Other Sources for cells...

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Korishan

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So i'm browsing through eBay looking at "lithium cordless battery -(charger, nicd, nimh)". Scrolling down I came across a potential source for cells."HOOVER Linx Cordless Vacuum Lithium Battery BH50000 BH50005 Used".

So, perhaps we can expand our searches into other electronics into the realm of other types of cordless devices.

What other types of devices can anyone think of for potential cell recovery?
 

Korishan

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That is true. I agree, my uncles do the same thing, drain till the battery stops turning the drill.

Do have a question about one of the packs. It's an 18V with 37Wh. How many cells would be in there? Would it be 5 cells? That doesn't seem right, though.
 

Korishan

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Hrmm, ok. For some reason it just seemed like the count was off to me. I was thinking perhaps some parallel ones in there, too. But, it's good to know that those are 5 cells as well. Definitely don't want to pay too much for a pack for measly amount of cells. Altho, right now I'm just looking around gathering information, no purchases are pending.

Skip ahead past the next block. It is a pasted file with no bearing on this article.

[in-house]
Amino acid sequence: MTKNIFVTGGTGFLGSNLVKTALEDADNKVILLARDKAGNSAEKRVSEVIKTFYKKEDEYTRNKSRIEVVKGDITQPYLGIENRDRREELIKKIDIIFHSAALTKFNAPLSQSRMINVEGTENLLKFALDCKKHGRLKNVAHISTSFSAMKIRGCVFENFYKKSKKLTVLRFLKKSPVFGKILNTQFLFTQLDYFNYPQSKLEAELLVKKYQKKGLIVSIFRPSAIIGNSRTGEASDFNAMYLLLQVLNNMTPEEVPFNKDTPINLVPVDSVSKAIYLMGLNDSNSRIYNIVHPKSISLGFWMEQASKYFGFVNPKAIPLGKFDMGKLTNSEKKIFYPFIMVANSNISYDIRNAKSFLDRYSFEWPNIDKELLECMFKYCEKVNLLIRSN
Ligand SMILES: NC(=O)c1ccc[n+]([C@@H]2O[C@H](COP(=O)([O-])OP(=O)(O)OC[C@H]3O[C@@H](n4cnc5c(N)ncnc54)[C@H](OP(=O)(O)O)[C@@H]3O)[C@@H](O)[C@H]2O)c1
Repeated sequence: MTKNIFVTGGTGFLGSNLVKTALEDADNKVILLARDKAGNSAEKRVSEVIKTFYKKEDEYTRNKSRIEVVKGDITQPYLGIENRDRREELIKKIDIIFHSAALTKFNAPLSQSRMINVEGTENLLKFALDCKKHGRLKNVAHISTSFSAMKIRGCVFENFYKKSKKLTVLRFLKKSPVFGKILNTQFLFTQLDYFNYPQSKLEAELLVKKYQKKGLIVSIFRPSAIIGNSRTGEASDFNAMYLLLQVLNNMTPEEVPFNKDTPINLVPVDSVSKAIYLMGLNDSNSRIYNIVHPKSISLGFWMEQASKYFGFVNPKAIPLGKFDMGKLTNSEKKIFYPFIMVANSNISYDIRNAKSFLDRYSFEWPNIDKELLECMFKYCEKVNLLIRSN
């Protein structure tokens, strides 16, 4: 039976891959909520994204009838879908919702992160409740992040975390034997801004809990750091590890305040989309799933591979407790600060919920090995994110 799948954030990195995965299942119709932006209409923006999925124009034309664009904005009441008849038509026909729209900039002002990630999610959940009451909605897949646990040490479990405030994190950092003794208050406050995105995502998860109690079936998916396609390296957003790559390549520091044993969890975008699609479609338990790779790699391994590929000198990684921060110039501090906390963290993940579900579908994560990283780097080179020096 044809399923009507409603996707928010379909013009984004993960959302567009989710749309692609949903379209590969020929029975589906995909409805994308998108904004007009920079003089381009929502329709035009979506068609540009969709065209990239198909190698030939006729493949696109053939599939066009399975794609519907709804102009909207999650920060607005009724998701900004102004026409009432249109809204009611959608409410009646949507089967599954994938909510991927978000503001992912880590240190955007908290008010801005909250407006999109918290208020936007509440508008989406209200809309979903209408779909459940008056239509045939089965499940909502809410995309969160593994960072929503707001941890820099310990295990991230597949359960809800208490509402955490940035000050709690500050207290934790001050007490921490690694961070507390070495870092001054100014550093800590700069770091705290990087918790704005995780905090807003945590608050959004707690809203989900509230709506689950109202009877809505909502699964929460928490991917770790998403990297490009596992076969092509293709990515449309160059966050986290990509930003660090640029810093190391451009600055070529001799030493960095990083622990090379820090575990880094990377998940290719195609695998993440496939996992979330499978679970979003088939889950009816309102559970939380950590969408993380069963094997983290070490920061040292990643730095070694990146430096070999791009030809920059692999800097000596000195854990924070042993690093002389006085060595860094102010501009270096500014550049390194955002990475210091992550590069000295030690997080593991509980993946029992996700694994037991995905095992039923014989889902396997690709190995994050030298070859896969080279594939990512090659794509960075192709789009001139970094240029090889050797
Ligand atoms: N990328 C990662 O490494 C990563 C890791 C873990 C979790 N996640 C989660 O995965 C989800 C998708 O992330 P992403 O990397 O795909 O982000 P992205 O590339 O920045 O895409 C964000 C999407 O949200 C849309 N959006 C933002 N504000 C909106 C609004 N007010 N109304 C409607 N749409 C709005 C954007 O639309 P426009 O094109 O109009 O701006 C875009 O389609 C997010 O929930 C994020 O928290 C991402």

Sean

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mike said:
I know when I use power tools, I pretty much kill the battery until it has nothing left before recharging. Very different from how I treat my laptop.

Most of the good quality brands that use li chemistry packs have management systems within, so you can't squeeze every last mAh out of them - that's why the tool will come to a dead stop during use.
 

CUDAcores89

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I disagree. cordless tool batteries are generally of the LI-MN chenistry. This chemistry is designed to really take a beating and survive extreme temperatures while enduring hundreds of cycles doing it. Cordless tools have some of the lowest capacity cells I have found yes, but they typically still have upwards of 90% original capacity. I don't honestly know why this is but from my experience, cordless tools are the best source for some still good (albeit low-capacity) high drain cells.
 

Korishan

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I didn't think about them being high drain. but that does make sense since they have to supply high current, especially for drills.

I did get a pack from a friend that said it wasn't holding a charge anymore. After taking it apart, all cells read about 3.8v, and with a 10W1Ohm load, the all dropped to about 3.5v. So I'm guessing the controller board was probably starting to fault. I talked with him today and he said that they weren't lasting as long. Could the controller board have started faulting and not allowing the low-end voltage to be reached by instead of allowing for 3.2v, start disconnecting at, say, 3.4v???
 

AZ_Tekkie

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CUDAcores89 said: